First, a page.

Can an addiction be a good thing, or should I find a different word to use? I mean I’m sure we’ve all been ‘addicted’ to a game at some point in our lives, just obsessively logging in with any free time we can find, right? I, for one, find great pleasure in pursuit of a higher score and a more nuanced understanding of a game’s mechanics, making a higher score even more within reach the next round. If you’re someone looking to lose yourself for a few hours in a fun and desperate quest for more and more points, Particle Mace needs to jump straight to the top of your must have list. It’s an arcade style game that’s fun to fall into and features a deceptively deeper set of controls than we’ve come to expect from games like this.
Particle Mace has a familiar premise: you’re a little sprite floating through a limited area of digitized outer space, fighting off various polygons that are on a collision course with you. The fun spin this time around is that instead of shooting or bombing these vicious little fragments, you’re employing a weighted multi-headed whip or sling-like weapon to blast asteroids to bits and preserve your own life at all costs. What this translates into gameplay-wise is an incredibly nuanced physics-based attack system that seems to offer endless variations of motion. There are a few different standard modes of play, the main ones being Arcade and Challenge. There are also a couple of multiplayer modes which are a blast as well.
Controls are limited to the speed your ship is moving at and direction, but every move you make swipes your weapon in various directions, at various speeds: like a whip, like a cudgel, or even around and around like a Morningstar. The sling feel of the weapons pack some real inertial punch which can lead to a real controlled chaos feel. The weapon design is pretty fun and not really something I’ve seen in this type of game before, and it also ends up being a pretty effective means of attack.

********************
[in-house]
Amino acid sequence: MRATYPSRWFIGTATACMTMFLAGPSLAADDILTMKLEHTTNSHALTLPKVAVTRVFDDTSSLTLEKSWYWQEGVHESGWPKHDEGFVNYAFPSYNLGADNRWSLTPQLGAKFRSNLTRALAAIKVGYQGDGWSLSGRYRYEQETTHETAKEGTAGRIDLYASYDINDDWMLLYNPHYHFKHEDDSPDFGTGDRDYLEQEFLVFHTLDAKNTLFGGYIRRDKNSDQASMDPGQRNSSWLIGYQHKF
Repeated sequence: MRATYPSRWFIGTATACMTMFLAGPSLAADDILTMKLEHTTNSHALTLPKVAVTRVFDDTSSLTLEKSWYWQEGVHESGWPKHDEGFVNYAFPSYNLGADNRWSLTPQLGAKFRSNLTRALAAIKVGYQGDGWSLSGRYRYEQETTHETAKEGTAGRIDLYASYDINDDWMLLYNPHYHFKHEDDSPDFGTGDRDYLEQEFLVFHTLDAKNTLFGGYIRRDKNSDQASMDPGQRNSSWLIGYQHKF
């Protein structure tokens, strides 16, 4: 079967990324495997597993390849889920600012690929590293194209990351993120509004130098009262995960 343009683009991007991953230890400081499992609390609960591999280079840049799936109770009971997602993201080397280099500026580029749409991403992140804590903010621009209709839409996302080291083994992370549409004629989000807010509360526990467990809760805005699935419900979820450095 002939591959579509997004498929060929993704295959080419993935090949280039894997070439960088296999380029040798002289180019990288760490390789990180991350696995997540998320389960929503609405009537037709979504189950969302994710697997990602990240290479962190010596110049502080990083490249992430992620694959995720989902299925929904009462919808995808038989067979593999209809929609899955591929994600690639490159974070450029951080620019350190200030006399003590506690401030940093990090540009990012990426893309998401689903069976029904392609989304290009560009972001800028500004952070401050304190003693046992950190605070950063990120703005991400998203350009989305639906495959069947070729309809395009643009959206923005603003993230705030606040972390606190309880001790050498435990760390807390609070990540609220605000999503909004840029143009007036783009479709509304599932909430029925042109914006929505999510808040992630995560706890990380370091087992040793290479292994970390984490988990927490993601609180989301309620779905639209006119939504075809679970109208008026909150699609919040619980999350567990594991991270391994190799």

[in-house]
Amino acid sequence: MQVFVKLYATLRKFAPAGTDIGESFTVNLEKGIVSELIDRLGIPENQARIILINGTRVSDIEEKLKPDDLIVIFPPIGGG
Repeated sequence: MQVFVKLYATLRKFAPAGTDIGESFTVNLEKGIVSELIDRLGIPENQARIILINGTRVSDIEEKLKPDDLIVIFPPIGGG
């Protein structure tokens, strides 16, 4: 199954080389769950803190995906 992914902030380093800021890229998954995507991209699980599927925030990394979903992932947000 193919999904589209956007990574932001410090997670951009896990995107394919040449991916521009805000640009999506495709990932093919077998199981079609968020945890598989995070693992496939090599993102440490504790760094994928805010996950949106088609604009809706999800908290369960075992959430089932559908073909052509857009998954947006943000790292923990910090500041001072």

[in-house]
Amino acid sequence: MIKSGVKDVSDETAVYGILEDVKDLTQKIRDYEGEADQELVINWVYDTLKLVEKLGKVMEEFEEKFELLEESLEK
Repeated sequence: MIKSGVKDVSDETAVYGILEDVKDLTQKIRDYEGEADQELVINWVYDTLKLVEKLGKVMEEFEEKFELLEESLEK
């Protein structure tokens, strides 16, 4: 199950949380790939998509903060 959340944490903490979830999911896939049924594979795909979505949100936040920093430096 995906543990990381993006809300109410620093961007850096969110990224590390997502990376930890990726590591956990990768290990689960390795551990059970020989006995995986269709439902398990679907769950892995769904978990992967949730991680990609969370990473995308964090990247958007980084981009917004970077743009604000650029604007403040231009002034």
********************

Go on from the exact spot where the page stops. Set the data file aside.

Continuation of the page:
It can take a minute to catch the feel of Particle Mace’s controls and their idiosyncrasies, but once you do, the addiction just grows as higher and higher scores are reached and different variations of your ship are unlocked. Each different ship has an impressively distinct feel to it, leading to a bit of a learning curve with each one; a feature I found engaging rather than discouraging. To be quite honest though, the second model unlocked, the Heavy, has remained my favorite. It’s just so darn good at clobbering things, there’s a great feel of weight behind it and its slightly slower speed helps my bad habit of just charging wildly to my own demise.
Asteroids are fun to smash but the real joy is in taking out their sneaky red buddies, Enemies. Enemies each have different movement patterns depending on their shape and can really sneak up if you’re not paying attention, but they award more points than Asteroids and offer lucrative bonuses for the more of the little buggers you wipe out in a row. Plus every time an Enemy is destroyed, there’s a satisfying lurch in gameplay, almost like landing an extra powerful combo in a fighting game. It’s crunchy.
Various environmental factors provide their own challenges, as well. Black holes function like black holes, sucking objects towards them and devouring them, which can rob you of not only your life but all the enemy points the black hole ate as its appetizer. The frame of the playing field will start to rotate and move in different directions, usually when you’re surrounded. And there’s always your own lack of discipline to contend with. Particle Mace is not about zipping around as fast as you can to rack up the score and escape destruction. You’ll be forced to strategize on your feet but after a little practice, this becomes almost second nature, and the feeling of pulling a massive escape/attack out of the jaws of death is pretty terrific.
Aesthetically, Particle Mace strikes a fun updated lo-fi feel, moderately familiar but with little visual flourishes and winks (like the rainbow dots dead in the center of the black holes). The screen can get pretty crowded with enemies at times but never causes any eye fatigue, like the effect the Geometry Wars series and other visually similar games can have on some people. The music complements the gameplay well with a nice dark electronic score rising and falling to reflect gameplay (I’d definitely recommend headphones).
So who is Particle Mace for? I’d say most people. It’s a game basically anybody can enjoy thanks to its straightforward design and simple premise. Again, it definitely has the possibility of being strongly habit-forming, so if you’re someone who loves to crunch through more and more difficult challenges you might want to try it out fairly soon. And it’s a blast to play with friends, especially if you, like me, hate to lose and are what could kindly be described as a “graceless winner.”